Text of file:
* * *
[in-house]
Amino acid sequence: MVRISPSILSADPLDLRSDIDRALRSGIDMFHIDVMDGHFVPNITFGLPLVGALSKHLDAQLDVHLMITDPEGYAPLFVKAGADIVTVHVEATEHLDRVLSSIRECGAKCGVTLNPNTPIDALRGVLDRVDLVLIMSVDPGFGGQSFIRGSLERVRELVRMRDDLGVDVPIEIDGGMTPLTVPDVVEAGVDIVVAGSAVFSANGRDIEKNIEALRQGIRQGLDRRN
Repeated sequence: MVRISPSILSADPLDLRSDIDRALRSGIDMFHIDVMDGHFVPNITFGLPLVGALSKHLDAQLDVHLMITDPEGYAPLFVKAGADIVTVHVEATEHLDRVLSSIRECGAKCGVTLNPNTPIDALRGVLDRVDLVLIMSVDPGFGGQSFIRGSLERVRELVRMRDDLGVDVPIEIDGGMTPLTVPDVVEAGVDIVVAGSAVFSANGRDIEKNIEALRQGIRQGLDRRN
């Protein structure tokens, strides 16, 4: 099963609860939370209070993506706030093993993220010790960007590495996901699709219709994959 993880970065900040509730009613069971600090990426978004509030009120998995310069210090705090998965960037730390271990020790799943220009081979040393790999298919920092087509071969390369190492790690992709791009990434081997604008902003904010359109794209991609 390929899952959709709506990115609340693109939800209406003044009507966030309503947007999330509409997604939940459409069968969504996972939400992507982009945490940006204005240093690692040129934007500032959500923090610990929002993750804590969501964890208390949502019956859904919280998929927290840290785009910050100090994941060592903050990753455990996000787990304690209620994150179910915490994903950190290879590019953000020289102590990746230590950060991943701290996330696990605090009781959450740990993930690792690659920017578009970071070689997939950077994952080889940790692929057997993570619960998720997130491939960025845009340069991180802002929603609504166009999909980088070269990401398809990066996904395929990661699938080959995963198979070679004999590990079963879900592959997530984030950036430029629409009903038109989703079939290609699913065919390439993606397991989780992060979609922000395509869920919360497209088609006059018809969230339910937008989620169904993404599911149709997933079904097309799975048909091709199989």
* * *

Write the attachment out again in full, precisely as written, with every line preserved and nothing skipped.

[in-house]
Amino acid sequence: MVRISPSILSADPLDLRSDIDRALRSGIDMFHIDVMDGHFVPNITFGLPLVGALSKHLDAQLDVHLMITDPEGYAPLFVKAGADIVTVHVEATEHLDRVLSSIRECGAKCGVTLNPNTPIDALRGVLDRVDLVLIMSVDPGFGGQSFIRGSLERVRELVRMRDDLGVDVPIEIDGGMTPLTVPDVVEAGVDIVVAGSAVFSANGRDIEKNIEALRQGIRQGLDRRN
Repeated sequence: MVRISPSILSADPLDLRSDIDRALRSGIDMFHIDVMDGHFVPNITFGLPLVGALSKHLDAQLDVHLMITDPEGYAPLFVKAGADIVTVHVEATEHLDRVLSSIRECGAKCGVTLNPNTPIDALRGVLDRVDLVLIMSVDPGFGGQSFIRGSLERVRELVRMRDDLGVDVPIEIDGGMTPLTVPDVVEAGVDIVVAGSAVFSANGRDIEKNIEALRQGIRQGLDRRN
């Protein structure tokens, strides 16, 4: 099963609860939370209070993506706030093993993220010790960007590495996901699709219709994959 993880970065900040509730009613069971600090990426978004509030009120998995310069210090705090998965960037730390271990020790799943220009081979040393790999298919920092087509071969390369190492790690992709791009990434081997604008902003904010359109794209991609 390929899952959709709506990115609340693109939800209406003044009507966030309503947007999330509409997604939940459409069968969504996972939400992507982009945490940006204005240093690692040129934007500032959500923090610990929002993750804590969501964890208390949502019956859904919280998929927290840290785009910050100090994941060592903050990753455990996000787990304690209620994150179910915490994903950190290879590019953000020289102590990746230590950060991943701290996330696990605090009781959450740990993930690792690659920017578009970071070689997939950077994952080889940790692929057997993570619960998720997130491939960025845009340069991180802002929603609504166009999909980088070269990401398809990066996904395929990661699938080959995963198979070679004999590990079963879900592959997530984030950036430029629409009903038109989703079939290609699913065919390439993606397991989780992060979609922000395509869920919360497209088609006059018809969230339910937008989620169904993404599911149709997933079904097309799975048909091709199989």